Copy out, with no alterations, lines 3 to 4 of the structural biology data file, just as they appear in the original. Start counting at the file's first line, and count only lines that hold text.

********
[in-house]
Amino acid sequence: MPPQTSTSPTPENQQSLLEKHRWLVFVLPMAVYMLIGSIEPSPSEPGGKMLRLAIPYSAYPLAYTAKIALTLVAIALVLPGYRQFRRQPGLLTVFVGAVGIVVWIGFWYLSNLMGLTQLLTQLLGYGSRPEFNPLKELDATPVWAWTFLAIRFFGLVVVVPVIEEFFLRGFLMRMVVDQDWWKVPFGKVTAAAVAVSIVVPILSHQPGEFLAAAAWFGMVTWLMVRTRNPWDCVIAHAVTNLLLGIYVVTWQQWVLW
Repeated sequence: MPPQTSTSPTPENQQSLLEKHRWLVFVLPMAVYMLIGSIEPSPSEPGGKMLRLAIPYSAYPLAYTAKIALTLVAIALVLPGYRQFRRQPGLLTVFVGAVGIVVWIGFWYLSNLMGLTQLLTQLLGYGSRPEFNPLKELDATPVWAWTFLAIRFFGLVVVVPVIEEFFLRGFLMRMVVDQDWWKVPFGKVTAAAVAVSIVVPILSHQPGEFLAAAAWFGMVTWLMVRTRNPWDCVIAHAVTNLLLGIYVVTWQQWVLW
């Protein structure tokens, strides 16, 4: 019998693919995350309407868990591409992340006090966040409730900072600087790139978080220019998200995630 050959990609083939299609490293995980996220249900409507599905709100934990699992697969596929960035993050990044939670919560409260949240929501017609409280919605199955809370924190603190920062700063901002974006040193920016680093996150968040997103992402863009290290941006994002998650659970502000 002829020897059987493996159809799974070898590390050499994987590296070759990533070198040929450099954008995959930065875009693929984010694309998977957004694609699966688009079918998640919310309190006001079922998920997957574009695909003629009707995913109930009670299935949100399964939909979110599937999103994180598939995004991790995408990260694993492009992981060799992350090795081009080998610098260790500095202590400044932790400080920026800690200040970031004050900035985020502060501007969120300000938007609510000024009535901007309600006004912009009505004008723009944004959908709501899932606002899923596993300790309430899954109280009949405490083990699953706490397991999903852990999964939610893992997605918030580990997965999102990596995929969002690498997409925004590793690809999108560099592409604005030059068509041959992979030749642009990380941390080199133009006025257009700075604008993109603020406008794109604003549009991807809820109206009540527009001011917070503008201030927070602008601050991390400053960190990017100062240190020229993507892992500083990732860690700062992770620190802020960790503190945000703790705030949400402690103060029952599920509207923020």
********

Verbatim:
Repeated sequence: MPPQTSTSPTPENQQSLLEKHRWLVFVLPMAVYMLIGSIEPSPSEPGGKMLRLAIPYSAYPLAYTAKIALTLVAIALVLPGYRQFRRQPGLLTVFVGAVGIVVWIGFWYLSNLMGLTQLLTQLLGYGSRPEFNPLKELDATPVWAWTFLAIRFFGLVVVVPVIEEFFLRGFLMRMVVDQDWWKVPFGKVTAAAVAVSIVVPILSHQPGEFLAAAAWFGMVTWLMVRTRNPWDCVIAHAVTNLLLGIYVVTWQQWVLW
């Protein structure tokens, strides 16, 4: 019998693919995350309407868990591409992340006090966040409730900072600087790139978080220019998200995630 050959990609083939299609490293995980996220249900409507599905709100934990699992697969596929960035993050990044939670919560409260949240929501017609409280919605199955809370924190603190920062700063901002974006040193920016680093996150968040997103992402863009290290941006994002998650659970502000 002829020897059987493996159809799974070898590390050499994987590296070759990533070198040929450099954008995959930065875009693929984010694309998977957004694609699966688009079918998640919310309190006001079922998920997957574009695909003629009707995913109930009670299935949100399964939909979110599937999103994180598939995004991790995408990260694993492009992981060799992350090795081009080998610098260790500095202590400044932790400080920026800690200040970031004050900035985020502060501007969120300000938007609510000024009535901007309600006004912009009505004008723009944004959908709501899932606002899923596993300790309430899954109280009949405490083990699953706490397991999903852990999964939610893992997605918030580990997965999102990596995929969002690498997409925004590793690809999108560099592409604005030059068509041959992979030749642009990380941390080199133009006025257009700075604008993109603020406008794109604003549009991807809820109206009540527009001011917070503008201030927070602008601050991390400053960190990017100062240190020229993507892992500083990732860690700062992770620190802020960790503190945000703790705030949400402690103060029952599920509207923020």